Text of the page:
I’ve seen a lot of lists only running two Mogis’s Marauder, which might have been right before but probably isn’t with Gnarled Scarhide in the deck. The more efficient creatures in the deck, the more amazing Mogis’s Marauder’s ability to grant creatures haste becomes. With Desecration Demon and Lifebane Zombie cut from the deck, Mogis’s Marauder becomes a lot more important, and it’s definitely good enough. It’s easily the best follow up to a turn two Pain Seer.
The sideboard probably needs work, but all of the cards are good. There are enough cards to board out all non-Hero’s Downfall removal against control and additional removals for any flavor of opponent. Most notably, this sideboard leaves the deck pretty cold to Blood Baron of Vizkopa, and I wouldn’t fault anybody for throwing some Devour Flesh into the mix.
The sideboard Desecration Demons might seem odd considering that I cut them from the maindeck, and I stand by not liking them there, but this deck really needs a plan against Burn. Everything but Herald of Torment dies to Searing Blood, and he’s not exactly thrilling to have in play while you’re getting Boros Charmed. Desecration Demon, alternatively, is. The alternative is Staff of the Death Magus, but I prefer Demon for the fact that he can actually win the game instead of just not losing.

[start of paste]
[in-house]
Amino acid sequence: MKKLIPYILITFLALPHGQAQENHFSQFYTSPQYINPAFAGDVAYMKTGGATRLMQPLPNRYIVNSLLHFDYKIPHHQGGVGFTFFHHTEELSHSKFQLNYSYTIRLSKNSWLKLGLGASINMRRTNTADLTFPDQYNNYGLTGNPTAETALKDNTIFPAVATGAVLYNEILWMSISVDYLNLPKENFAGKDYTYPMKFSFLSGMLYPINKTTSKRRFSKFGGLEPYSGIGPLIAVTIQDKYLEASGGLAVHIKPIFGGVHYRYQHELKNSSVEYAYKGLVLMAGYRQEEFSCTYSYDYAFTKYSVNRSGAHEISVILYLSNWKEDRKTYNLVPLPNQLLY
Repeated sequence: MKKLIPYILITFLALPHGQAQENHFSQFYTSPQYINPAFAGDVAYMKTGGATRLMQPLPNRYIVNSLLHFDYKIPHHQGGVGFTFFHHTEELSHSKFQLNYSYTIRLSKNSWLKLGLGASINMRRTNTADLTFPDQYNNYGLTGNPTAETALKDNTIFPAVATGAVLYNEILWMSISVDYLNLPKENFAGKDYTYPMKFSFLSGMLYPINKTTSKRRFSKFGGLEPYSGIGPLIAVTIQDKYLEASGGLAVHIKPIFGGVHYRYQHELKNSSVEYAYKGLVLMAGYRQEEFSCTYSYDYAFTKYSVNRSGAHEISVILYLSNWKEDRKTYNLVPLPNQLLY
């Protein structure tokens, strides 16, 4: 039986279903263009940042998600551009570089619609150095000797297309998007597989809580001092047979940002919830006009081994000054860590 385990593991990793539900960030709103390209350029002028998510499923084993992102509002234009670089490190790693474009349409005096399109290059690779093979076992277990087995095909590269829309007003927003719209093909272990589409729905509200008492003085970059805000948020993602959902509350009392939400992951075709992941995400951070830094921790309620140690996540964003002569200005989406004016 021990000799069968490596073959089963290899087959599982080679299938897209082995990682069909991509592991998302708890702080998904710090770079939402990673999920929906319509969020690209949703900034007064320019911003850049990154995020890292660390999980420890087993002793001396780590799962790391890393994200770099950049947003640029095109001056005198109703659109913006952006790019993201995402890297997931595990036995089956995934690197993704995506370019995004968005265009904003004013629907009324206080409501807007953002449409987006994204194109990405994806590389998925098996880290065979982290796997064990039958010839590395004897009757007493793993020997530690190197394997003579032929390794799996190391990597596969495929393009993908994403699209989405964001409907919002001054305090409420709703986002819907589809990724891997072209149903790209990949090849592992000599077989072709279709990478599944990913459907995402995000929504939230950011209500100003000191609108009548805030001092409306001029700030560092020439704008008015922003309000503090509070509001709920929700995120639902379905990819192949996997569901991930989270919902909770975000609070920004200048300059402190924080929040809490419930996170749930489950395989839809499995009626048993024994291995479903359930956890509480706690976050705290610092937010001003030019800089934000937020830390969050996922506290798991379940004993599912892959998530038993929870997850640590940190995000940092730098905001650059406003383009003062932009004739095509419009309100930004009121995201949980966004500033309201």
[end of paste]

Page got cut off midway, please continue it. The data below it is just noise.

This deck is fast, consistent, and powerful. I definitely see this or something close being excellent in the coming weeks, particularly if Mana Confluence is as popular as is being projected.
If we really want to punish painful manabases though, then I don’t think that there’s a better way than Eidolon of the Great Revel.
As I mentioned last week, simply shoehorning Eidolon into Red Devotion is an option, but if we’re trying to punish greedy manabases then I believe the best option is to find a way to include Eidlon into an aggressive shell. A few weeks back Patrick Sullivan recommended this list for pre-JOU Standard:
”Patrick Sullivan Red”
In finding room for Eidolon of the Great Revel, I think it’s most important to keep in mind that, as Sullivan pointed out in his article, this is a Burning-Tree Emissary deck. This being the case, cutting any of the two drops which can actually be cast off of Emissary mana seems loose.